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Becoming Landsick: Rethinking Sustainability in an Age of Continuous, Visible, and Irreversible Change

February 2016

Citation: 46 ELR 10141

Issue: 2

Author: Robin Kundis Craig

This Article is adapted from Chapter Four of Rethinking Sustainability to Meet the Climate Change Challenge, edited by Jessica Owley and Keith Hirokawa and published by ELI Press. The author argues that climate change adaptation is absolutely necessary because we have passed the point of avoiding climate change impacts. Because adaptation is fundamentally about coping with continual change, we must abandon mainstream notions of sustainability, which assume a relatively stationary world. We instead should adopt three transforming principles: (1) pursue resilience rather than maintenance of particular socioecological states; (2) recognize and emphasize that private interests must yield to community survival; and (3) stop avoiding the subject of human population growth. These principles will help us acquire “climate change sea legs” and face the challenges to come.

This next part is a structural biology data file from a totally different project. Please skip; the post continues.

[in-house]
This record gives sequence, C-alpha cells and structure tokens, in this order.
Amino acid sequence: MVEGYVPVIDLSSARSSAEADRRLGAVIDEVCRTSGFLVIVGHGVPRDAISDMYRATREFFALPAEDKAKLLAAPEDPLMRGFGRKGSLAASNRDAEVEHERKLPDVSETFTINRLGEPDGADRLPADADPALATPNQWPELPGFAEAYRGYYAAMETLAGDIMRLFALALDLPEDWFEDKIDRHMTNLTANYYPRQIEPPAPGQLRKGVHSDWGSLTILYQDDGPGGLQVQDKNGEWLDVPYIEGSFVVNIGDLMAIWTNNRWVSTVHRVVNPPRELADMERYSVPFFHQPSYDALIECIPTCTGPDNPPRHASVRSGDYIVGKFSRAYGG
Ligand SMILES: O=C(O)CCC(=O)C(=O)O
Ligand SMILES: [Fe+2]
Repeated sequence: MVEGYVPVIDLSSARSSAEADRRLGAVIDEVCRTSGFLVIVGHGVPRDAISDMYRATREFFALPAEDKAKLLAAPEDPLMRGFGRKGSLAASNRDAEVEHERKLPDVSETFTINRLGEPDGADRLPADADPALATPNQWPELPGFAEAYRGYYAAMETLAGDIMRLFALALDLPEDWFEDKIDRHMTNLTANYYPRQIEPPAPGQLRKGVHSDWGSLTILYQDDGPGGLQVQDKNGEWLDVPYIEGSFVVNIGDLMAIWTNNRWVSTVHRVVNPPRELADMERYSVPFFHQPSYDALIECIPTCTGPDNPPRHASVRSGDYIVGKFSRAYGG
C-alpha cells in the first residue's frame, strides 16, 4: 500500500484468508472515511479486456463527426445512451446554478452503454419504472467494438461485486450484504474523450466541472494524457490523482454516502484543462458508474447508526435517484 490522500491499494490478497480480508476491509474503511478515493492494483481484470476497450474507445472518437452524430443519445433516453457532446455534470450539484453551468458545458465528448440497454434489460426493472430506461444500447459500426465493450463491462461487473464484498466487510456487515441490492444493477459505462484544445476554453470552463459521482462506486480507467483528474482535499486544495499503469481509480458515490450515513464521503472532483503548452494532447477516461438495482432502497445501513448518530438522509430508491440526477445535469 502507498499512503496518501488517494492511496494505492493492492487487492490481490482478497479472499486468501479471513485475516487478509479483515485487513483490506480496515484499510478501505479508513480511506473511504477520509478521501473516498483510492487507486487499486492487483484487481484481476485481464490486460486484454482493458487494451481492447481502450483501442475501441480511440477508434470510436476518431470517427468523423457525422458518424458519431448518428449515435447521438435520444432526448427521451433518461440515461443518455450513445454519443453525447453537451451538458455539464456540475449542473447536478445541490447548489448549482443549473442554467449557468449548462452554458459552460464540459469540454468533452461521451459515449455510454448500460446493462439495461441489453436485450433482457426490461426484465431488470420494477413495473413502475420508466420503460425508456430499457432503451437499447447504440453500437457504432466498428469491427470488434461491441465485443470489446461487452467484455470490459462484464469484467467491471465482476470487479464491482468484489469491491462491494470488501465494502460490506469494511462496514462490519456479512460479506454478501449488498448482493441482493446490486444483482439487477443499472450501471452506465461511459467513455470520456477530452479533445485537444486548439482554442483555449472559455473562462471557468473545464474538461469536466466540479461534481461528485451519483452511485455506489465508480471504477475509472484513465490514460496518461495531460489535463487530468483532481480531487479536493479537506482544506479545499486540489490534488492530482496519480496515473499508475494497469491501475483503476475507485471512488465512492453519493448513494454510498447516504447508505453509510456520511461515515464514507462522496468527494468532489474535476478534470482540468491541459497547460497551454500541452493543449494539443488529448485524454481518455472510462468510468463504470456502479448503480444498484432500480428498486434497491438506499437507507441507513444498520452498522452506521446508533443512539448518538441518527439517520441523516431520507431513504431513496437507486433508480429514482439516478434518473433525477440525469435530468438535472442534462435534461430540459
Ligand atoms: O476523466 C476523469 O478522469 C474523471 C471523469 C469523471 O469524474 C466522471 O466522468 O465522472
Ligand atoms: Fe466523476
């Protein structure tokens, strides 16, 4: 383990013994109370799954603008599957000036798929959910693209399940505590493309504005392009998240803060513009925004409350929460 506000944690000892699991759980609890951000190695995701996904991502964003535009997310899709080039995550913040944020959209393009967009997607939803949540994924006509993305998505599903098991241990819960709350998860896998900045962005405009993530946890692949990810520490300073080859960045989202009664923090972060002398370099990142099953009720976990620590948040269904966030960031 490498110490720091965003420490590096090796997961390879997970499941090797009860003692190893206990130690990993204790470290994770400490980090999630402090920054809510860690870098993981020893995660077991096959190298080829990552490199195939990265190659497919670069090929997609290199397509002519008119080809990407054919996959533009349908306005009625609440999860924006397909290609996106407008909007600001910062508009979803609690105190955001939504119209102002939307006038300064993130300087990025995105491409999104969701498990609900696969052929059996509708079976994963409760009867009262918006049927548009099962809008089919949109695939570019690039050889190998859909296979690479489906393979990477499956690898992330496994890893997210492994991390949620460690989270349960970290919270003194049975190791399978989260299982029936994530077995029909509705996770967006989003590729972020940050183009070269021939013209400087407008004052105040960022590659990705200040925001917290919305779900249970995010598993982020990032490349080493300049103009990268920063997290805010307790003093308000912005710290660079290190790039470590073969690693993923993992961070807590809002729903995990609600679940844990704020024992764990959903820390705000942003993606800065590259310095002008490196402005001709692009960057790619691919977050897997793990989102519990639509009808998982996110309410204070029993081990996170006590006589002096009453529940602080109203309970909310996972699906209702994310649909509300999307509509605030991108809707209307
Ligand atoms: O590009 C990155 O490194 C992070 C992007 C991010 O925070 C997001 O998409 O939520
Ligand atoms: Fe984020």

Robin Kundis Craig is the William H. Leary Professor of Law at the University of Utah S.J. Quinney College of Law.

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